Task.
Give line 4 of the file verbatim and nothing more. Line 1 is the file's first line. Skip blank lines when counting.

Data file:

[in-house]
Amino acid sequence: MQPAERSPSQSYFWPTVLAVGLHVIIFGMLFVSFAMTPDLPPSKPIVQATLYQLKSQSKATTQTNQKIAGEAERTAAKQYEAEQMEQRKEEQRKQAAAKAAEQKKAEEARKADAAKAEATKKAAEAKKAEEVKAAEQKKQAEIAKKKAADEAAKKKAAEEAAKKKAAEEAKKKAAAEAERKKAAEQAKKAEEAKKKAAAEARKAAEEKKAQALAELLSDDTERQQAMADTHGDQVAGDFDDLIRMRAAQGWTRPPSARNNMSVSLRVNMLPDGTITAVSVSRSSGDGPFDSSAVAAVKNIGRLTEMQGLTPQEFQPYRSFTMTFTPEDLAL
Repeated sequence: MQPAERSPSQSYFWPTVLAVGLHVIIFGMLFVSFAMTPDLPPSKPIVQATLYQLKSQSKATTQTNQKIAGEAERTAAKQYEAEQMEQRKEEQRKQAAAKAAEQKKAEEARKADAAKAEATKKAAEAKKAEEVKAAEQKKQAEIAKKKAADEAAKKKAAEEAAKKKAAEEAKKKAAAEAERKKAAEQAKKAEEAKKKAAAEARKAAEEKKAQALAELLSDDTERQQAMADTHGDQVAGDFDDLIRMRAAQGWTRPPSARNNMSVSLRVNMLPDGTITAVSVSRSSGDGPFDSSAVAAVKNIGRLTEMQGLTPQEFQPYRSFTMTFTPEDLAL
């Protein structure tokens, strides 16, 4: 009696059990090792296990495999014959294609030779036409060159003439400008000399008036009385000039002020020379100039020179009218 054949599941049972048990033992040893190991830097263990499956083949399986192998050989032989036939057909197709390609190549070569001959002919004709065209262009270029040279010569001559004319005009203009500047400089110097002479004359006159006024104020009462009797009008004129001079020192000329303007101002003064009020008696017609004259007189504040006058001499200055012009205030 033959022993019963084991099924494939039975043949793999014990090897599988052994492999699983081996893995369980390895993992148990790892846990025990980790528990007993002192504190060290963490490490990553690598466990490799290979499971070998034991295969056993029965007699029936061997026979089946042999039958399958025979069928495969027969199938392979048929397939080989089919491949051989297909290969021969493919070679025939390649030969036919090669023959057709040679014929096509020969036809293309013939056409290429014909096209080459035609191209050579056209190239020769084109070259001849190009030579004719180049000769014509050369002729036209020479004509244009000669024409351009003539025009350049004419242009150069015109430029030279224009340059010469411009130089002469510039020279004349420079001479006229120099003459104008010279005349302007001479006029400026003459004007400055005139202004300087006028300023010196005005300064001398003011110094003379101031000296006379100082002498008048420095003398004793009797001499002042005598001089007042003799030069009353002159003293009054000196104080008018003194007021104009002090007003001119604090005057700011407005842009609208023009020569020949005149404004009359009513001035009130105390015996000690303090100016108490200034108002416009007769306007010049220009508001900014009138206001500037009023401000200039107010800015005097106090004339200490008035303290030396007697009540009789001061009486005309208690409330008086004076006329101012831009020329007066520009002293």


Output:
């Protein structure tokens, strides 16, 4: 009696059990090792296990495999014959294609030779036409060159003439400008000399008036009385000039002020020379100039020179009218 054949599941049972048990033992040893190991830097263990499956083949399986192998050989032989036939057909197709390609190549070569001959002919004709065209262009270029040279010569001559004319005009203009500047400089110097002479004359006159006024104020009462009797009008004129001079020192000329303007101002003064009020008696017609004259007189504040006058001499200055012009205030 033959022993019963084991099924494939039975043949793999014990090897599988052994492999699983081996893995369980390895993992148990790892846990025990980790528990007993002192504190060290963490490490990553690598466990490799290979499971070998034991295969056993029965007699029936061997026979089946042999039958399958025979069928495969027969199938392979048929397939080989089919491949051989297909290969021969493919070679025939390649030969036919090669023959057709040679014929096509020969036809293309013939056409290429014909096209080459035609191209050579056209190239020769084109070259001849190009030579004719180049000769014509050369002729036209020479004509244009000669024409351009003539025009350049004419242009150069015109430029030279224009340059010469411009130089002469510039020279004349420079001479006229120099003459104008010279005349302007001479006029400026003459004007400055005139202004300087006028300023010196005005300064001398003011110094003379101031000296006379100082002498008048420095003398004793009797001499002042005598001089007042003799030069009353002159003293009054000196104080008018003194007021104009002090007003001119604090005057700011407005842009609208023009020569020949005149404004009359009513001035009130105390015996000690303090100016108490200034108002416009007769306007010049220009508001900014009138206001500037009023401000200039107010800015005097106090004339200490008035303290030396007697009540009789001061009486005309208690409330008086004076006329101012831009020329007066520009002293």